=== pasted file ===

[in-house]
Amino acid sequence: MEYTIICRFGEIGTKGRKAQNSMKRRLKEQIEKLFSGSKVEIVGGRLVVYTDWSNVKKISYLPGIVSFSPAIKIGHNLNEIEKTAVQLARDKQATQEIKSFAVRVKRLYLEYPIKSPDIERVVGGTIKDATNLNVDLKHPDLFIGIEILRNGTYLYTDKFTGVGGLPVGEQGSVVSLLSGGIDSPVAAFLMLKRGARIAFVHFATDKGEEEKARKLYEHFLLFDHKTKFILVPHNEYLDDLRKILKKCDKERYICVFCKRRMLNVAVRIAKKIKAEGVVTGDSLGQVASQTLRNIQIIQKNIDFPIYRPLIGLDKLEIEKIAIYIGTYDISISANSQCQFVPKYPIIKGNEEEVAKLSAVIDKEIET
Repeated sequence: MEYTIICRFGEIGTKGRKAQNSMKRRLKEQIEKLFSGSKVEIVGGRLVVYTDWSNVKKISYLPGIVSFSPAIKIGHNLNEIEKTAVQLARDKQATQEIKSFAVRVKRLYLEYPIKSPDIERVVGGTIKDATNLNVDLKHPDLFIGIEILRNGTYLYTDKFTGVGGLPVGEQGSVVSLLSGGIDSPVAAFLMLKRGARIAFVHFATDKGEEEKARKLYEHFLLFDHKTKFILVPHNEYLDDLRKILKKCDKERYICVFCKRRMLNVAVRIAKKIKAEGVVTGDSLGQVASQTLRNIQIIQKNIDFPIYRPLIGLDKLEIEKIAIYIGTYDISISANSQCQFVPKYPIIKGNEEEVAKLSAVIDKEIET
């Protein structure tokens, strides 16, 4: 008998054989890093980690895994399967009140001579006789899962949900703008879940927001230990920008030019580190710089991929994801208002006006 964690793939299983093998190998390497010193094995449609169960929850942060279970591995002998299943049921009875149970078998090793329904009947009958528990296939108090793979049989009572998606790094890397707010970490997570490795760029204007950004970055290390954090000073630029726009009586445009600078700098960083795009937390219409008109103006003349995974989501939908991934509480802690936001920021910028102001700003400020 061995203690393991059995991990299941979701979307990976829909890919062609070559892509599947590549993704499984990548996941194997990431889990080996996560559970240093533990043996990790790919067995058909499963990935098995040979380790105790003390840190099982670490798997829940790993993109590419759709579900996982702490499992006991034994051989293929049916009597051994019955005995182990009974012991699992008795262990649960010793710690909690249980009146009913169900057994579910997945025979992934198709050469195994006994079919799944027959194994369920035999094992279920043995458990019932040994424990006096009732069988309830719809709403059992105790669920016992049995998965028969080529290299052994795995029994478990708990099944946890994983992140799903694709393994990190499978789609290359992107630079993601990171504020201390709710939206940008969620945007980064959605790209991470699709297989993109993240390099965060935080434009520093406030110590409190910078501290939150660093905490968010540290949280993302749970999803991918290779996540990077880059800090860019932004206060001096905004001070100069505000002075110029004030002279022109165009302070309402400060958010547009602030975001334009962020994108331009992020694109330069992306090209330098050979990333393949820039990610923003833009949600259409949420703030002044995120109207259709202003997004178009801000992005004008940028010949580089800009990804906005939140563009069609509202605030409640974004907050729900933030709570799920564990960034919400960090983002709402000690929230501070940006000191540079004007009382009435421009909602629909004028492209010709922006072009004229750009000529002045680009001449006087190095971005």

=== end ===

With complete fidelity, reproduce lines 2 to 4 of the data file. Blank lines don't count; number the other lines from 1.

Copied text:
Amino acid sequence: MEYTIICRFGEIGTKGRKAQNSMKRRLKEQIEKLFSGSKVEIVGGRLVVYTDWSNVKKISYLPGIVSFSPAIKIGHNLNEIEKTAVQLARDKQATQEIKSFAVRVKRLYLEYPIKSPDIERVVGGTIKDATNLNVDLKHPDLFIGIEILRNGTYLYTDKFTGVGGLPVGEQGSVVSLLSGGIDSPVAAFLMLKRGARIAFVHFATDKGEEEKARKLYEHFLLFDHKTKFILVPHNEYLDDLRKILKKCDKERYICVFCKRRMLNVAVRIAKKIKAEGVVTGDSLGQVASQTLRNIQIIQKNIDFPIYRPLIGLDKLEIEKIAIYIGTYDISISANSQCQFVPKYPIIKGNEEEVAKLSAVIDKEIET
Repeated sequence: MEYTIICRFGEIGTKGRKAQNSMKRRLKEQIEKLFSGSKVEIVGGRLVVYTDWSNVKKISYLPGIVSFSPAIKIGHNLNEIEKTAVQLARDKQATQEIKSFAVRVKRLYLEYPIKSPDIERVVGGTIKDATNLNVDLKHPDLFIGIEILRNGTYLYTDKFTGVGGLPVGEQGSVVSLLSGGIDSPVAAFLMLKRGARIAFVHFATDKGEEEKARKLYEHFLLFDHKTKFILVPHNEYLDDLRKILKKCDKERYICVFCKRRMLNVAVRIAKKIKAEGVVTGDSLGQVASQTLRNIQIIQKNIDFPIYRPLIGLDKLEIEKIAIYIGTYDISISANSQCQFVPKYPIIKGNEEEVAKLSAVIDKEIET
């Protein structure tokens, strides 16, 4: 008998054989890093980690895994399967009140001579006789899962949900703008879940927001230990920008030019580190710089991929994801208002006006 964690793939299983093998190998390497010193094995449609169960929850942060279970591995002998299943049921009875149970078998090793329904009947009958528990296939108090793979049989009572998606790094890397707010970490997570490795760029204007950004970055290390954090000073630029726009009586445009600078700098960083795009937390219409008109103006003349995974989501939908991934509480802690936001920021910028102001700003400020 061995203690393991059995991990299941979701979307990976829909890919062609070559892509599947590549993704499984990548996941194997990431889990080996996560559970240093533990043996990790790919067995058909499963990935098995040979380790105790003390840190099982670490798997829940790993993109590419759709579900996982702490499992006991034994051989293929049916009597051994019955005995182990009974012991699992008795262990649960010793710690909690249980009146009913169900057994579910997945025979992934198709050469195994006994079919799944027959194994369920035999094992279920043995458990019932040994424990006096009732069988309830719809709403059992105790669920016992049995998965028969080529290299052994795995029994478990708990099944946890994983992140799903694709393994990190499978789609290359992107630079993601990171504020201390709710939206940008969620945007980064959605790209991470699709297989993109993240390099965060935080434009520093406030110590409190910078501290939150660093905490968010540290949280993302749970999803991918290779996540990077880059800090860019932004206060001096905004001070100069505000002075110029004030002279022109165009302070309402400060958010547009602030975001334009962020994108331009992020694109330069992306090209330098050979990333393949820039990610923003833009949600259409949420703030002044995120109207259709202003997004178009801000992005004008940028010949580089800009990804906005939140563009069609509202605030409640974004907050729900933030709570799920564990960034919400960090983002709402000690929230501070940006000191540079004007009382009435421009909602629909004028492209010709922006072009004229750009000529002045680009001449006087190095971005």